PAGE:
Northern Kentucky's Vent Haven Museum

A museum dedicated to the art of ventriloquism? Only in Northern Kentucky. Literally—it’s the only one in the world. Follow this series to learn more about the hidden treasures found only in NKY. 

The image is of numerous dummies of all shapes and sizes lined on a bleacher.

The world’s only ventriloquism museum sits on an unassuming residential street in Fort Mitchell, KY. The Vent Haven Museum lives up to its name—a safe place for retired ventriloquist dummies and anyone who has ever been impressed by puppetry, craftsmanship, or the art of throwing voices. There certainly must be enough of us out there because three ventriloquists have already won America’s Got Talent since the launch of the show, and hundreds of people visit Northern Kentucky every year to catch a glimpse of the rows upon rows of dummies on display at this one-of-a-kind collection. 

It All Started In The Garage

The American garage is a symbol of creativity and innovation. Walt Disney launched his studio from his uncle’s garage. Harold Matson and Ruth & Elliot Handler started the Mattel toy company in a Southern California garage in 1945. And William Shakespeare Berger, founder of the Vent Haven Museum, began housing his prized ventriloquist dummies in his garage after the collection outgrew his family’s dining room. 

Berger wasn’t a ventriloquist himself. He did dabble a bit at first, purchasing a dummy during a trip to New York City in 1910. He named it Tommy Bolony and spent a few years learning the art. By the 1930s, Berger realized his true calling wasn’t performing but rather collecting. Over the next 42 years in his Fort Mitchell home, he amassed more than 500 ventriloquist dummies—carefully documenting the stories behind each and maintaining extensive correspondence with the original owners. 

Image is of WS Berger who is the collector and creator of the Vent Haven Museum.The collection grew so large that Berger eventually had to erect a second building to house his assembly. The garage and the second building served as Vent Haven Museum’s home for many years. Now, in 2023, the gallery has a brand-new building at 33 W Maple Ave., funded by the donations of a community that cares. Inside, visitors will find more than 1,100 dummies as well as the posters, playbills, memorabilia, and recordings that accompany them. 

What To Expect

Image is of the outside, front facade of the Vent Haven Museum.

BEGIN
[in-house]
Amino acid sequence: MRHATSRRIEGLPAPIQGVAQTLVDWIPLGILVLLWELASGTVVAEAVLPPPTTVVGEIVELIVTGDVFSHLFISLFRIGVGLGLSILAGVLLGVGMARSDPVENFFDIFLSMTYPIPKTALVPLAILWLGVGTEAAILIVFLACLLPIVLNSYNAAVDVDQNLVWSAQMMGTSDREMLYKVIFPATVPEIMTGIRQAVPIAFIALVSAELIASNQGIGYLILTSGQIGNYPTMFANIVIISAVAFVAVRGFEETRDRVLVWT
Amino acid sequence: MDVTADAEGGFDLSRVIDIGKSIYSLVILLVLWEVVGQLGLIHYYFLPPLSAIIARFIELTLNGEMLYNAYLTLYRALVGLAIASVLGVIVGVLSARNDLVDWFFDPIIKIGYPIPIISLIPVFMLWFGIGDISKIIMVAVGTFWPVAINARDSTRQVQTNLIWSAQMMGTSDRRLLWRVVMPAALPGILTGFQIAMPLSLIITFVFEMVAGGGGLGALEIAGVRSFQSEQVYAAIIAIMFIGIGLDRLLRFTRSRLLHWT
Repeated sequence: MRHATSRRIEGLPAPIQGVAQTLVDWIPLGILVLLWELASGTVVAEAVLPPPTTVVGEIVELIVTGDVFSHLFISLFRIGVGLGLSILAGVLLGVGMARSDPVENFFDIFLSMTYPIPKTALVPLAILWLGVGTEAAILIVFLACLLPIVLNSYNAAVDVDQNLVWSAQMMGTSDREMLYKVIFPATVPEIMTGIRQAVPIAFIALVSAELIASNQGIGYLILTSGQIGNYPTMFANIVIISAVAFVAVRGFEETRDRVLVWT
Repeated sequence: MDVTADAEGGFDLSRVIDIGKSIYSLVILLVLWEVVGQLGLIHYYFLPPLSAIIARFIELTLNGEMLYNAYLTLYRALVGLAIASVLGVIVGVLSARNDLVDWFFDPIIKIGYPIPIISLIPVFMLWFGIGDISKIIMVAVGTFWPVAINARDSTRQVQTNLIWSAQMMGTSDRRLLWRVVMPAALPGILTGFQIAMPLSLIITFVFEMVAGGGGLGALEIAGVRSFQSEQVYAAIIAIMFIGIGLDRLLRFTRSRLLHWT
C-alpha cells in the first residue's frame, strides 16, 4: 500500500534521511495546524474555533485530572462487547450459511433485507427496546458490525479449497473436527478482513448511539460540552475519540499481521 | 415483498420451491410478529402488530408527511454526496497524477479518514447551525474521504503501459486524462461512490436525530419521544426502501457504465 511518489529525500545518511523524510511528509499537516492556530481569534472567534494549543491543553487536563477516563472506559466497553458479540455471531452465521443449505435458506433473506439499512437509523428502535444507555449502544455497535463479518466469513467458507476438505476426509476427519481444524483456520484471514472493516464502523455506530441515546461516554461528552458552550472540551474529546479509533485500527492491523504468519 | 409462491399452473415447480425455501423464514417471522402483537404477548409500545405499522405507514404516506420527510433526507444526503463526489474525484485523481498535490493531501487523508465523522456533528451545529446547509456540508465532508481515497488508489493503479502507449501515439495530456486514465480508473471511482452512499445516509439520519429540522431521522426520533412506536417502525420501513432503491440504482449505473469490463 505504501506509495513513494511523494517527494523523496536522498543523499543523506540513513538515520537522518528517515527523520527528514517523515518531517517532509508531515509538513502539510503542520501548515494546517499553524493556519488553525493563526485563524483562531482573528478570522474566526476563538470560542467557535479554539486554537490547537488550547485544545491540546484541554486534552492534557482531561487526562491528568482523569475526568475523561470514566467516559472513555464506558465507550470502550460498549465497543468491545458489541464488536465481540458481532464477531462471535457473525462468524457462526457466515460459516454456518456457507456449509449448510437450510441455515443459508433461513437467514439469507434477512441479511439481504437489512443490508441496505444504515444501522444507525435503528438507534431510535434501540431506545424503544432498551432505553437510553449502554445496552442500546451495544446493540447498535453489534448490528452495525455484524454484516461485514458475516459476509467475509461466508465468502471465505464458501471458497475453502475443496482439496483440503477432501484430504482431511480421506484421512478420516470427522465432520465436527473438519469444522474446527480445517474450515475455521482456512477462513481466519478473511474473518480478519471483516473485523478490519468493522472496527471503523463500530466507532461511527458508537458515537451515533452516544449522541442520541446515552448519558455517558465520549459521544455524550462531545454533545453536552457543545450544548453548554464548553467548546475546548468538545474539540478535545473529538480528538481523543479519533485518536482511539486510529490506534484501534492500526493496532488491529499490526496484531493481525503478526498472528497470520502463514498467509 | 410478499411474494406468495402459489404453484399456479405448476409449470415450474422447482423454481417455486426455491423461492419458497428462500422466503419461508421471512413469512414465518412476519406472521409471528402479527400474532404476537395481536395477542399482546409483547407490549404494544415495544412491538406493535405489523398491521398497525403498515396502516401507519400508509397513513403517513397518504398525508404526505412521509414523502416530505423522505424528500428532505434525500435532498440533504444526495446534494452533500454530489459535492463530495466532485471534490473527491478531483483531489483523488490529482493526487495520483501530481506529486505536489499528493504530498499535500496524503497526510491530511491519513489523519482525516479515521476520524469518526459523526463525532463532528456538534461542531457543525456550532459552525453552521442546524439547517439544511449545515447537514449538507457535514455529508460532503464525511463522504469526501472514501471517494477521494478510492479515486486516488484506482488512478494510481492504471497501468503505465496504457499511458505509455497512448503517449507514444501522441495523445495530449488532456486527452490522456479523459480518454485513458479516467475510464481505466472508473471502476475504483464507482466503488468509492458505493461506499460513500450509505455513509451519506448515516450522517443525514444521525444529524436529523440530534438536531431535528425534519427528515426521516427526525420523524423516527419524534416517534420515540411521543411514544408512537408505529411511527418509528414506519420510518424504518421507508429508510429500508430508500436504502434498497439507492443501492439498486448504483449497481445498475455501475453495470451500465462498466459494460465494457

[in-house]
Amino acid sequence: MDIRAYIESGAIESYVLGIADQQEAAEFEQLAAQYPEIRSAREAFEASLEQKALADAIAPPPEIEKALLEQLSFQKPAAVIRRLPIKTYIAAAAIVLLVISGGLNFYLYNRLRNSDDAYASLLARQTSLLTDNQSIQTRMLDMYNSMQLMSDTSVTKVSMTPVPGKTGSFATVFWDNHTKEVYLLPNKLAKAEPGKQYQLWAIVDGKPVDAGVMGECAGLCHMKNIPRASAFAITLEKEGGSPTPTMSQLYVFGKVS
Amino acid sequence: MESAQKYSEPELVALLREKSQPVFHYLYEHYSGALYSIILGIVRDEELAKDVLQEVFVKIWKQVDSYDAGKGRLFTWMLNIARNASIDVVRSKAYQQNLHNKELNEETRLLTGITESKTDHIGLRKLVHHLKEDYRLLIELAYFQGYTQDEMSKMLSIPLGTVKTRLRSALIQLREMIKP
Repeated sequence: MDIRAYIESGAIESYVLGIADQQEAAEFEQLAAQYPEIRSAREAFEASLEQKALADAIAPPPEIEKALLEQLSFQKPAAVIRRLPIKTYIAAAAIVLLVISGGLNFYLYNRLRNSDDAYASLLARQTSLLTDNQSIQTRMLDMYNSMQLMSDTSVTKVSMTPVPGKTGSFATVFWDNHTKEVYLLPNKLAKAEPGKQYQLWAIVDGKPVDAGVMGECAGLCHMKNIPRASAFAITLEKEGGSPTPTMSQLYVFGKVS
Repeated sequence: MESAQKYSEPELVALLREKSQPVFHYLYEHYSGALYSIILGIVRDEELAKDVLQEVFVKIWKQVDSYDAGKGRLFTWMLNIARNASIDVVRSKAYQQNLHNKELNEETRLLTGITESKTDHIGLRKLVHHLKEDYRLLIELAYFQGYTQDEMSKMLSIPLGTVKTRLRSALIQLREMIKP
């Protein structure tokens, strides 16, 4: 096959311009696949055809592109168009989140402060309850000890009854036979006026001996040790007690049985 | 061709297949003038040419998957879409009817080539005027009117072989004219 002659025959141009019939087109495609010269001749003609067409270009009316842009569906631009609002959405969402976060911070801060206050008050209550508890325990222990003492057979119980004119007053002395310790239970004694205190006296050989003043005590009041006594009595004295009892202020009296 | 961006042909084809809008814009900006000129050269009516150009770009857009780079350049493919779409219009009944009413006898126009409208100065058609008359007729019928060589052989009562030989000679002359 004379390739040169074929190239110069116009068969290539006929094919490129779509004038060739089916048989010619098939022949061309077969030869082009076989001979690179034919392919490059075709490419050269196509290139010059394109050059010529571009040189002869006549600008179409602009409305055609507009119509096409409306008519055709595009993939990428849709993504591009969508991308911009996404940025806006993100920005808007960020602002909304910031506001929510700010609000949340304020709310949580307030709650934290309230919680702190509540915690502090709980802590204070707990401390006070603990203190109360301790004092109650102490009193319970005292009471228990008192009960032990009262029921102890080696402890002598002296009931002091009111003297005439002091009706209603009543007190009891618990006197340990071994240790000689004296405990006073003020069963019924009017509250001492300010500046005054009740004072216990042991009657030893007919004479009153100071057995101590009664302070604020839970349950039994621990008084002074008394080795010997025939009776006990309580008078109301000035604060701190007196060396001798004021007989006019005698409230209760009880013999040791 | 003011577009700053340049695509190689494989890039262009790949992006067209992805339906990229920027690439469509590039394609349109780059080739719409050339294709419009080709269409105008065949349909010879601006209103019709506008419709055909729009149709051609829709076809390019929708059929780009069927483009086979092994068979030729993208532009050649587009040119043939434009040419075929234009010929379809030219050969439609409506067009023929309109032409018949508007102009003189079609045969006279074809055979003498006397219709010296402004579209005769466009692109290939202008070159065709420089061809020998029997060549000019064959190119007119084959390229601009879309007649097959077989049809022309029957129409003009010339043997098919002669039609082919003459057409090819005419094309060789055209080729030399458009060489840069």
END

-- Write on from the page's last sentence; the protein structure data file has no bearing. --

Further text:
The new building is gorgeous. It meshes with the scenery of the surrounding homes, and you would never expect such a rare piece of history to be captured inside. One of the coolest parts about the new place is its proximity to the original museum buildings—they’re literally in the backyard. In fact, W. S. Berger’s original home stands directly next door, and one of the perks of being the museum’s curator is living in the house. With that sort of dedication, you can expect incredibly knowledgeable and passionate staff every time you visit Vent Haven. 

Image is of 3 dummies sitting one on top of the other, surrounded by posters.

The current curator, Lisa Sweasy, guided my tour of the grounds. She is an encyclopedia of knowledge with so many incredible stories to share about the collection. I’m fairly certain she had a story for every single dummy on display—and there were HUNDREDS of them. When you visit, be sure to ask about vaudeville and ventriloquist star Lydia Dreams, whose act had so many levels of misdirection that even the press played along to keep the secrets safe. Or ask her about Walt Disney’s impact on ventriloquism and the rise of Mortimer Snerd’s fame. 

Image of a tour guide showing the interworking mechanism of a dummy.

Your tour leader will be happy to chat and show off the inner workings and mechanics of these simple machines, but they will not speak for any of the dummies on display—no one will, and that is by design. If you walked into the Rock & Roll Hall of Fame and someone was tinkering around on Jimi Hendrix’s prized guitar, it wouldn’t feel right. The same goes for the retired figures inside Vent Haven. Each one has a voice and a personality, and the museum intends not to take that away. 

You also will not see any (deliberately) creepy displays or shoutouts to any of Hollywood’s killer doll movies. That isn’t the point. The museum’s mission is to celebrate this cornerstone of entertainment history and performance art. It is to wow visitors who may have never been exposed to the craft and to bring a sense of nostalgia to those who remember when ventriloquism was everywhere. The rows upon rows of puppets are well-lit, clean, and honestly feel very inviting—even if a dash of uncanny valley lurks in their eyes. It’s also worth noting that Vent Haven is now ADA-accessible in its new building and ready to welcome guests from all backgrounds. 

Jeff Dunham puppets and photos of him preforming to sold out arenas.

Moving through the museum takes you on a journey through time, from the more questionable and challenging days of vaudeville to the puppets that performed for our troops during WWII, all the way to the modern displays of Jeff Dunham and Darci Lynne. There are incredible surprises at every turn, and the Vent Haven Museum is sure to leave every visitor with a smile on their face and a newfound appreciation for such a unique art form. Reservations are required, so book your tour today.